English Idioms about Making Decisions
We have to make decisions every day, but sometimes it’s so hard to just make up your mind! If you’re on the fence about a big decision, then these idioms might help your thought process! (Or at least help you procrastinate making a difficult decision😂)
Read on to learn what making up your mind and being on the fence mean, as well as many other fun idioms!
Make Up Your Mind
Today’s first idiom is make up your mind. This phrase means make a choice or decision. Sometimes when making a big decision, people spend a lot of time trying to decide which is best, but when we finally decide, we call this making up your mind.
Maddie was on the fence about what college to go to, but, after visiting both campuses, it was easy for her to make up her mind because the food was much better at one.
My mind is made up, I'm going to learn English, so that I can go to Australia and nothing can stop me!
When the waitress asked me if I wanted french toast or pancakes, I couldn't decide but when I noticed how good the pancakces smelled, it was easy for me to make up my mind!
On the Fence
If you are on the fence, it means that you are undecided between two options and can't make up your mind to decide which way to go. We use the prepositions about or between after this phrase.
I want to get a new phone but I'm on the fence about changing from an iPhone to an Android.
Julia wanted to go to the beach but also wanted to ski on her vacation, so she was on the fence between a trip to Mexico or Switzerland.
Andrew found things that he liked about both presidential candidates, so he was on the fence about who he wanted to vote for.
One one step at a time
To go one step at a time means to think carefully, and go slowly without being careless or rushed.
The hike was very difficult and slippery so we had to go one step at a time to avoid falling.
I loved the first house I saw, but buying a house is such a huge decision that I decided to take it one step at a time and look at other houses too.
Jody really likes her boyfriend, but they are going to take their relationship slowly and go one step at a time so that they can get to know each other better before getting married.
At end of day
You may hear people saying at the end of the day in the news or on the radio, and wondered what it means. You can use this expression when you have considered all of the facts and a ready to make a big decision. Some people will also say it before presenting the final and biggest fact of a situation, or as a way to summarize the final decision. Other ways of saying at the end of the day are "ultimately," "when all was said and done," "in conclusion," "to sum it up," or "all things considered."
Of course I'll listen to all the sales pitches, but at the end of the day, it's about which company can save us the most money.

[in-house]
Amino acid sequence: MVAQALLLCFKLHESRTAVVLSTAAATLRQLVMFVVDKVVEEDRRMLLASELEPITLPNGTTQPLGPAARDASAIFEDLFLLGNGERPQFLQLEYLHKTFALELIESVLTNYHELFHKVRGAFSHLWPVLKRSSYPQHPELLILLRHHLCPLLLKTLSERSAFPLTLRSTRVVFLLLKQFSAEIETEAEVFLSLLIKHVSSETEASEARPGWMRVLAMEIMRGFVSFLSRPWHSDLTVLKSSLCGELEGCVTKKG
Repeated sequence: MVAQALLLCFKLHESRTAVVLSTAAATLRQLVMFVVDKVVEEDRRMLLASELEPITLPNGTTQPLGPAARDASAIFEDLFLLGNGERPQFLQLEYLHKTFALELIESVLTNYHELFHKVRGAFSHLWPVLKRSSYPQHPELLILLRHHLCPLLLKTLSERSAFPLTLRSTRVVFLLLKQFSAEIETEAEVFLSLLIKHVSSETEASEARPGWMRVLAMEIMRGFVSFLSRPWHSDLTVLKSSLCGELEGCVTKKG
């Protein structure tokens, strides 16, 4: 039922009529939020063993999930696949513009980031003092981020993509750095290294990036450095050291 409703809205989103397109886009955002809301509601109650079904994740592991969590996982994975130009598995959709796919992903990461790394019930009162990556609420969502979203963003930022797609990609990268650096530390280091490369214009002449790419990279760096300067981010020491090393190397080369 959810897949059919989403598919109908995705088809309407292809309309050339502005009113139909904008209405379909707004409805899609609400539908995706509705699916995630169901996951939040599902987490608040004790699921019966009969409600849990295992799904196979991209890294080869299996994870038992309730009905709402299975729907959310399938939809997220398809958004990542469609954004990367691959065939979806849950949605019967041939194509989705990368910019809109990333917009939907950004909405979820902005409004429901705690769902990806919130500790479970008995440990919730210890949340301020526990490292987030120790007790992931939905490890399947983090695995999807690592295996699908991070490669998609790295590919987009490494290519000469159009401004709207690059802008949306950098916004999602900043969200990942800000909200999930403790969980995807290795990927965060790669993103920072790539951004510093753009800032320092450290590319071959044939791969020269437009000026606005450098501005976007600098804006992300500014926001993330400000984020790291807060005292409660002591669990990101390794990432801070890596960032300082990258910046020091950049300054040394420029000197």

Everyone was fighting over the office space with the most windows, but they knew that at the end of the day, the boss would get the best office.
Molly's mom told her that she didn't have to do her homework, but at the end of the day it was Molly who would get the bad grades, not her mom.
No strings attached
No strings attached is an informal phrase that is used to show that an offer or opportunity has no restrictions or hidden fine print, and nothing is required or expected in return.
Ginseng English is offering a free demo English class. We promise, there are no strings attached!
Henry's life was very busy, so when he met a cute woman at a coffee shop, he told her that he wasn't looking for a serious relationship, just something fun with no strings attached.
The gym near my house was offering one month for free. They told me that if I didn't like it, I could cancel easily, no strings attached!
Light at end of tunnel
This Ginseng English idiom is the light at the end of the tunnel. We use it to talk about the end of a long, difficult period of time. The phrase contains a great visual metaphor: the tunnel represents the difficult time, and the light at the end is the sign that it will end soon.
It's been a terrible year, but there's a light at the end of the tunnel: I'm going on vacation in December!
This is a long week, but it's Wednesday and you can almost see the light at the end of the tunnel.
In the second year of her master's program, Jane finally started to see the light at the end of the tunnel.
LOW HANGING FRUIT
We sometimes say low hanging fruit to describe the tasks or jobs that are the easiest to finish first, don't require a lot of hard work, but make a big difference.
The reason we describe the easiest jobs as low hanging fruit is because the fruit that is hanging lowest on a tree is always the easiest to pick! Once you take care of the low hang fruit, you can work to pick the fruit that is higher from the ground.
When trying to sell their new product, the company called customers who had already bought from them first. They seemed like low hanging fruit.
I needed to save some money, so when I looked at my budget, I decided to cut out the low hanging fruit first, and stop getting so many drinks with friends!
The website needed a lot of improvements, but we had to take it one step at a time so we started with the low hanging fruit, such as changing the color scheme and fixing the homepage.
This article about healthcare is good, but it seems like the writer chose to write only about the low hanging fruit issues, and not the more complex ones that really need to be talked about.
like watching paint dry
Hopefully reading this blog post wasn’t like watching paint dry! Paint dries slowly and with no excitement, so if something is realllllllly boring, we can say that thing is like watching paint dry:
Oh my god, that movie was so boring. It was like watching paint dry.
Ugh, I hate golf. It's like watching paint dry.
How can anyone enjoy studying!? I'd rather watch paint dry!